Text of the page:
2015 Angus R. Gentle andGeoff B. Smith. 'A Subambient Open Roof Surface under the Mid-Summer Sun' in Advanced Science. Article first published online: 26 MAY 2015. DOI: 10.1002/advs.201500119. Online ISSN: 2198-3844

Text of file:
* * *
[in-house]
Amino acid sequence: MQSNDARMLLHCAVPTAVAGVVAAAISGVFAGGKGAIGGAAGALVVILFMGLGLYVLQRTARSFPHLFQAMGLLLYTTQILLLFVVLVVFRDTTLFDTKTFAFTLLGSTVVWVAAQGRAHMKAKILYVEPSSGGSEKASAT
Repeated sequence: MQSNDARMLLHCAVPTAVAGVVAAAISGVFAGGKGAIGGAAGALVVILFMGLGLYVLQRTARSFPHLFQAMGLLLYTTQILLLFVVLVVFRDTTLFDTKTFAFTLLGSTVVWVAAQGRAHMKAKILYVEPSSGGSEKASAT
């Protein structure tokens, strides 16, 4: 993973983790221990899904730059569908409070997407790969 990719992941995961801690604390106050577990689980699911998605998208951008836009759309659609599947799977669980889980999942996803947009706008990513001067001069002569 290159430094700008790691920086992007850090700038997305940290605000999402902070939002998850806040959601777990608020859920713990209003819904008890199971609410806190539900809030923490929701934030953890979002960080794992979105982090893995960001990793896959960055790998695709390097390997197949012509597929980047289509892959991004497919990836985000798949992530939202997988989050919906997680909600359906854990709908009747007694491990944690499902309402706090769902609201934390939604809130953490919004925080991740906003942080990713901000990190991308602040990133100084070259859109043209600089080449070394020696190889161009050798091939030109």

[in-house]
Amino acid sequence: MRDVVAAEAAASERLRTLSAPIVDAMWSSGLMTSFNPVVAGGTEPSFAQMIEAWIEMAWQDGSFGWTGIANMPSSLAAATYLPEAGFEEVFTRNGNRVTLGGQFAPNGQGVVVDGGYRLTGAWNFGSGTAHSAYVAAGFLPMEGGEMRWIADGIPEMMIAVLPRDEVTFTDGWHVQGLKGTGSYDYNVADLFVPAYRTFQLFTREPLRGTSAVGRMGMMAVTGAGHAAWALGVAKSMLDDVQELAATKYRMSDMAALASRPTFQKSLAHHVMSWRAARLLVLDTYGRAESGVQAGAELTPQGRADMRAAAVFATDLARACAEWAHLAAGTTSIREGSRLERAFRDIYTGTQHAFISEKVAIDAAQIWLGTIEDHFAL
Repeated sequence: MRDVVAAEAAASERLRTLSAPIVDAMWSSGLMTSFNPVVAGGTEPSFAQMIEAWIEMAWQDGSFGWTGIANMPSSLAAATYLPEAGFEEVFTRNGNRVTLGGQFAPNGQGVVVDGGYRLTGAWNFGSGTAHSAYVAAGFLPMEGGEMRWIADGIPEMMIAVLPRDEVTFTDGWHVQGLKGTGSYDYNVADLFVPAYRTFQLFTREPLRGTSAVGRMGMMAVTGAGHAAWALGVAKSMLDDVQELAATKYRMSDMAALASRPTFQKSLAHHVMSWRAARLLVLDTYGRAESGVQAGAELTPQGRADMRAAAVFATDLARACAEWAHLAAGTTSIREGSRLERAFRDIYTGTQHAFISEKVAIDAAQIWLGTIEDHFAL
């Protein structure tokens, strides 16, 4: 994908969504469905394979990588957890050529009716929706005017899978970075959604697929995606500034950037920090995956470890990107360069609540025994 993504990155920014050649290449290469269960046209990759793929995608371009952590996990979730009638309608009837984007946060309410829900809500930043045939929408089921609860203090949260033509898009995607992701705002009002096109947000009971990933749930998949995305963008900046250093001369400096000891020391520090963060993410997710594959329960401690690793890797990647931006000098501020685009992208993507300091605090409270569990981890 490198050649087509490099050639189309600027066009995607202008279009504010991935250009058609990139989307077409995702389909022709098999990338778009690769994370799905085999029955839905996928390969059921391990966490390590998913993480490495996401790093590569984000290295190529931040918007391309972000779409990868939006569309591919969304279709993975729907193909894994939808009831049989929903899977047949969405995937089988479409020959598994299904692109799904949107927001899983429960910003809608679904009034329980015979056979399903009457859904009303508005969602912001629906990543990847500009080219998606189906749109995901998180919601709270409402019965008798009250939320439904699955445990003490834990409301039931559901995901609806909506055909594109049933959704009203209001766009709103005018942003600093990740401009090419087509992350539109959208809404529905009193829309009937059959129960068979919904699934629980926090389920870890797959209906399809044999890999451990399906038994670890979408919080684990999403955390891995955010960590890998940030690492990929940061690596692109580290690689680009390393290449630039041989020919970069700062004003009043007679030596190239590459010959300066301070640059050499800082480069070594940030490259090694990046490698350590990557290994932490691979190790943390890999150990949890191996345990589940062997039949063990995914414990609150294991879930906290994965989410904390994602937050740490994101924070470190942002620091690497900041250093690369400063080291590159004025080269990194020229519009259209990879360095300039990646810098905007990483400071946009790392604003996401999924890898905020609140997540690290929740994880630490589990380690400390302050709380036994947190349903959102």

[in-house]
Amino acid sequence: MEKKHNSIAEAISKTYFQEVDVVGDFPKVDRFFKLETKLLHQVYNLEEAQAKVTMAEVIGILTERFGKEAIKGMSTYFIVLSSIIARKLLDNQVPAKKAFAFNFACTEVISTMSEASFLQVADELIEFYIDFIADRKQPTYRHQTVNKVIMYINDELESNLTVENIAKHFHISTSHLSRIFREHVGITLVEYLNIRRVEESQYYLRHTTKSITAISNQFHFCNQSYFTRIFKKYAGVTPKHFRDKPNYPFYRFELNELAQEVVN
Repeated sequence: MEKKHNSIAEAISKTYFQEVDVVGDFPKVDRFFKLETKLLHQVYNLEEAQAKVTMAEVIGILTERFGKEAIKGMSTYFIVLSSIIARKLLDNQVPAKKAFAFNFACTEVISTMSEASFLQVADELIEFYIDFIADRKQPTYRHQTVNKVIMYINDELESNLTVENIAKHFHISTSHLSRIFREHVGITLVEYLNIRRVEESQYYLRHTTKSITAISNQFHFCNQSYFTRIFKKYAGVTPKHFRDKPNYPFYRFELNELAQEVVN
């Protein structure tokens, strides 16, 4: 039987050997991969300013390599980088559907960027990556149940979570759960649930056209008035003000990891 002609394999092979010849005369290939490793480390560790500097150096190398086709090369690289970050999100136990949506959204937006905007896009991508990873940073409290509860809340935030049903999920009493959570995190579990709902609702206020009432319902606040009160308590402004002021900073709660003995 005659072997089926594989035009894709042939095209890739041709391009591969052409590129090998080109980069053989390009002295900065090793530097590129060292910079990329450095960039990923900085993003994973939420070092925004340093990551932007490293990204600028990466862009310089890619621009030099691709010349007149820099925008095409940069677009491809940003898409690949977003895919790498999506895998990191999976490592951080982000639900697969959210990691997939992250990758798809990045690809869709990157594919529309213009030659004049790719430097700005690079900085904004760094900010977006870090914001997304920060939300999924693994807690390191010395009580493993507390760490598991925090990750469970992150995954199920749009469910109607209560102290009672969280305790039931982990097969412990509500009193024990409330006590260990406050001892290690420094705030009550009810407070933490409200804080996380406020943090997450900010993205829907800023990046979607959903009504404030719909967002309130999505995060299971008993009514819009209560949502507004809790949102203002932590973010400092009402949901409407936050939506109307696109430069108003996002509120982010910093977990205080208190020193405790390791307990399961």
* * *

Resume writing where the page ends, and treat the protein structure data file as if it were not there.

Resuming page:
If a surface is under intense sunlight and open to warm air, cooling to below ambient has up to now been an elusive target. The technical goal is super-cool roofi ng with thermal performance well above that of existing cool roofs. Stringent spectral requirements at solar and infrared (IR) wavelengths are needed, leading to quite limited choices for suitable coating materials and layer structure. Metal alone, except silver, cannot provide the required level of solar reflectance of above 96% and the thermal emittance of common metals is far too low to cool. Placing silver under a glass or polymer material with very low solar absorptance may cool well as high emittance E r results. However, options such as PMMA and most glasses absorb too much solar radiation. Low iron glass and various polyesters including PET absorb very little solar energy if thin, but their IR spectral response is not ideal for this task. Cooling is enhanced if IR spectral response in the thermal emission band involves a mix of moderate refl ectance at those wavelengths where the atmosphere irradiates the earth under clear sky conditions and very high absorptance hence emission in the range from 7.9 μm < λ < 14 μm, called the “sky window,” which is largely free of incoming radiation as it views the cold of space. Super-cool surfaces require solar refl ectance and sky window absorptance to be close to 100%. The admix of IR reflectanceand absorptance in the down-welling atmospheric radiation band is less stringent but together with the sky window setting determines the value of overall thermal emittance E r which dictates the heat output rate at the roof temperature T r . This radiative rate is an important practical consideration. Its final choice depends on total rate of heat input including the contribution of absorbed down-welling atmospheric radiation. We concluded that the desired combination of solar and IR criteria could be met using two or more specially chosen polyesters on a silver layer. At the set thickness, their IR absorptance had to be very strong in slightly different sections of the sky window with moderate transmittance at incoming wavelengths. A suitable surface was produced and set up outdoors. It remained subambient throughout a hot summer day including under the peak intense solar intensity of 1060 W m −2 , with ambient at 27 ÅãC, and high IR intensity from the atmosphere of 400 W m −2 .